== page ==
AD Singleton & Co, CPA, Inc.

Certified Public Accountant

Record Retention Guide

Storing Tax Records: How Long is Enough?

Federal law requires you to maintain copies of your tax returns and supporting documents for three years. This is called the “three-year law” and leads many people to believe they’re safe provided they retain their documents for this period of time.

California law requires a minimum of four years of supporting records.

Sometimes you need to keep the records even longer.

If the IRS or FTB believes you have significantly underreported your income (by 25 percent or more), or believes there may be indication of fraud, it may go back six years in an audit.


Create a Backup Set of Records and Store Them Electronically

Keeping a backup set of records — including, for example, bank statements, tax returns, insurance policies, etc. — is easier than ever now that many financial institutions provide statements and documents electronically, and much financial information is available on the Internet.

Even if the original records are provided only on paper, they can be scanned and converted to a digital format. Once the documents are in electronic form, taxpayers can download them to a backup storage device, such as an external hard drive, or store them on a secured cloud location.

You might also consider online backup, which is the only way to ensure that data is fully protected. With online backup, files are stored in another region of the country, so that if a hurricane or other natural disaster occurs, documents remain safe.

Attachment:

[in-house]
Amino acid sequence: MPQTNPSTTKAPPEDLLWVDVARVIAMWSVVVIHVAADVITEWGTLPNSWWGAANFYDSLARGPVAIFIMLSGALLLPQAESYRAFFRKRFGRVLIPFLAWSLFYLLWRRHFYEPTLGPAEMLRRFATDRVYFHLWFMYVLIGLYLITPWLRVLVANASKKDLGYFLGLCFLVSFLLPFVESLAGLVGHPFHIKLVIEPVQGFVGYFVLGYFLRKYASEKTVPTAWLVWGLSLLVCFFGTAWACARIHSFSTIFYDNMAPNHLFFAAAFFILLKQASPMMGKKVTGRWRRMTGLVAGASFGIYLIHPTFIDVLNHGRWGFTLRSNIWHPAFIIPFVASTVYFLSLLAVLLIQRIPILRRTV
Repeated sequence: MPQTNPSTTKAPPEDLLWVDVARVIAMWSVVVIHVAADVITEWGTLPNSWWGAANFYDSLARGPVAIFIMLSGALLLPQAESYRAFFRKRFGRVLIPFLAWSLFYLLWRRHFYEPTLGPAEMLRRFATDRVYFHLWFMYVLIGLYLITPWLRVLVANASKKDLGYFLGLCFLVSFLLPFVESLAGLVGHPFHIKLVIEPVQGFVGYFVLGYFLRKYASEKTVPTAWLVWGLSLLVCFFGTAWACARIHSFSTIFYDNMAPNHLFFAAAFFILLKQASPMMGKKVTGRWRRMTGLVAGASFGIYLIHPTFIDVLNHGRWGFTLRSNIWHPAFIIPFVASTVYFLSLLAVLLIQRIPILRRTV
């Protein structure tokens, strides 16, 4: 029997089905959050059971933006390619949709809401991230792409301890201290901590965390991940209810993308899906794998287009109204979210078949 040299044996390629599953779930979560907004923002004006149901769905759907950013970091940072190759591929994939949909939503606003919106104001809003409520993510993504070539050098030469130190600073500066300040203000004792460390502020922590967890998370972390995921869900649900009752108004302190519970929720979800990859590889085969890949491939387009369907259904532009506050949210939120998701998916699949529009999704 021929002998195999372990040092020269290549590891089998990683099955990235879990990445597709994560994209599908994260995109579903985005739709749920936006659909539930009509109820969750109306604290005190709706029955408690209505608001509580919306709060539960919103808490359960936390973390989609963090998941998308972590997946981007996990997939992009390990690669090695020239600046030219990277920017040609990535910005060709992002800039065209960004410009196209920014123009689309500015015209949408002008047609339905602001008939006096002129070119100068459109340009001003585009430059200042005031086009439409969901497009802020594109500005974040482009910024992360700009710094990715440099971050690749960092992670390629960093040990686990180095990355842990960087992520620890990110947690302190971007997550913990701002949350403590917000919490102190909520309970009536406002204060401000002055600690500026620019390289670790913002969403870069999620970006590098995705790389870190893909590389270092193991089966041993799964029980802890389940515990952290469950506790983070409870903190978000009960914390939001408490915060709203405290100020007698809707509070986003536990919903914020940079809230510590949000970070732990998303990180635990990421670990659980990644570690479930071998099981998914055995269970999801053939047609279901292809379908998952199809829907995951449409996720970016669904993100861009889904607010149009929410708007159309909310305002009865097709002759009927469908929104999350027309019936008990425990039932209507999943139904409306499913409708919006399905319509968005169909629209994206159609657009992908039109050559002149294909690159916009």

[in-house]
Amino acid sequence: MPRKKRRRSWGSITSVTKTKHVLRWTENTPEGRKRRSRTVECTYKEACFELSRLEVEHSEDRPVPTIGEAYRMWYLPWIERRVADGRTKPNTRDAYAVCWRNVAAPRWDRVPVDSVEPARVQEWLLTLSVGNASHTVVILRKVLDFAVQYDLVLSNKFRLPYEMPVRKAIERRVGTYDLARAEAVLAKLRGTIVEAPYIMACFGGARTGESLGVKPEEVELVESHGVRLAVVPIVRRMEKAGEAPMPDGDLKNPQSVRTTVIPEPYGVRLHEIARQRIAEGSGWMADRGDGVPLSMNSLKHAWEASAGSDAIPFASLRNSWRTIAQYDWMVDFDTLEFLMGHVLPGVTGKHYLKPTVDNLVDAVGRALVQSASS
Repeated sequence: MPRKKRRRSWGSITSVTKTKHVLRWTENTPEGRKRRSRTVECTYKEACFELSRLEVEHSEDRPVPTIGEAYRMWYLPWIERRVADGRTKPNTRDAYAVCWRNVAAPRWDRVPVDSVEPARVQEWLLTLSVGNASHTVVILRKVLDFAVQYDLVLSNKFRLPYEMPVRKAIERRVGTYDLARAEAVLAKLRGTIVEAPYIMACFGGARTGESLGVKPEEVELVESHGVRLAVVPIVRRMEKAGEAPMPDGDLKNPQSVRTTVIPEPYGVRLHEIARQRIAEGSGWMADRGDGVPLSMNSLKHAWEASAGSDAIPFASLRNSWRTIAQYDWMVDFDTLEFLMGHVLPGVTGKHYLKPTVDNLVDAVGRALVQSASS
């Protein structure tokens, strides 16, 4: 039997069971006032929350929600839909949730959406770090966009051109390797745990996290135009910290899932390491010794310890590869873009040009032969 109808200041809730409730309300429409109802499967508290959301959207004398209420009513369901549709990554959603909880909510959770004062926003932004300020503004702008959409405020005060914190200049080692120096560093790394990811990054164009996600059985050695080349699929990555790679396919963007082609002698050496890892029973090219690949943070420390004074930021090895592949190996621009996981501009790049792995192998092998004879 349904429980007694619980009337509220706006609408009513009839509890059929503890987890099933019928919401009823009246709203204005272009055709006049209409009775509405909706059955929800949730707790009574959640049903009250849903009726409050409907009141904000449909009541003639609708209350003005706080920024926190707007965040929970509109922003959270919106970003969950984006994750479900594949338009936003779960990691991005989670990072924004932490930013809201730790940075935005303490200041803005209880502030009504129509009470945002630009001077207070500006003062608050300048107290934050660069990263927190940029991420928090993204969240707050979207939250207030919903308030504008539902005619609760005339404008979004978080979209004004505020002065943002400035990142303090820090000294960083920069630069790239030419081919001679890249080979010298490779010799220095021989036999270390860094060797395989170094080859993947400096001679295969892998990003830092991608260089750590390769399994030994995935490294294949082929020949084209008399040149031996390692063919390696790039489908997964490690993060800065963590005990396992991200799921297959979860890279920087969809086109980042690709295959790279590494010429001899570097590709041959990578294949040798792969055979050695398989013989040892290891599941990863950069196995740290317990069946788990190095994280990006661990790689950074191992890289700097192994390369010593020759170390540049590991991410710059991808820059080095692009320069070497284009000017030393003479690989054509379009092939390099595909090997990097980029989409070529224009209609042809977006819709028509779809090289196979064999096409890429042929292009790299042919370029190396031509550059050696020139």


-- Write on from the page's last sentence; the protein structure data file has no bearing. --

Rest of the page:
Caution: Identify Theft

Identity theft is a serious threat in today’s world, and it is important to take every precaution to avoid it.

Electronic records should be encrypted and ideally stored offline in duplicate. Similarly, access to physical records should be secured.

After it is no longer necessary to retain your records, dispose of them by physically shredding them. Do not dispose of them by merely throw them away in the trash.

Similarly, electronic storage should be securely erased and physically destroyed before parting with it for proper disposal.

Personal Records To Keep Forever

Personal Documents To Keep For Six Years

Personal Documents To Keep For Four Years

Personal Documents To Keep For One Year

Special Circumstances

Business Records To Keep Forever

While federal guidelines do not require you to keep tax records “forever,” in many cases there will be other reasons you’ll want to retain these documents indefinitely.

Business Documents To Keep For Six Years

Business Documents To Keep For Four Years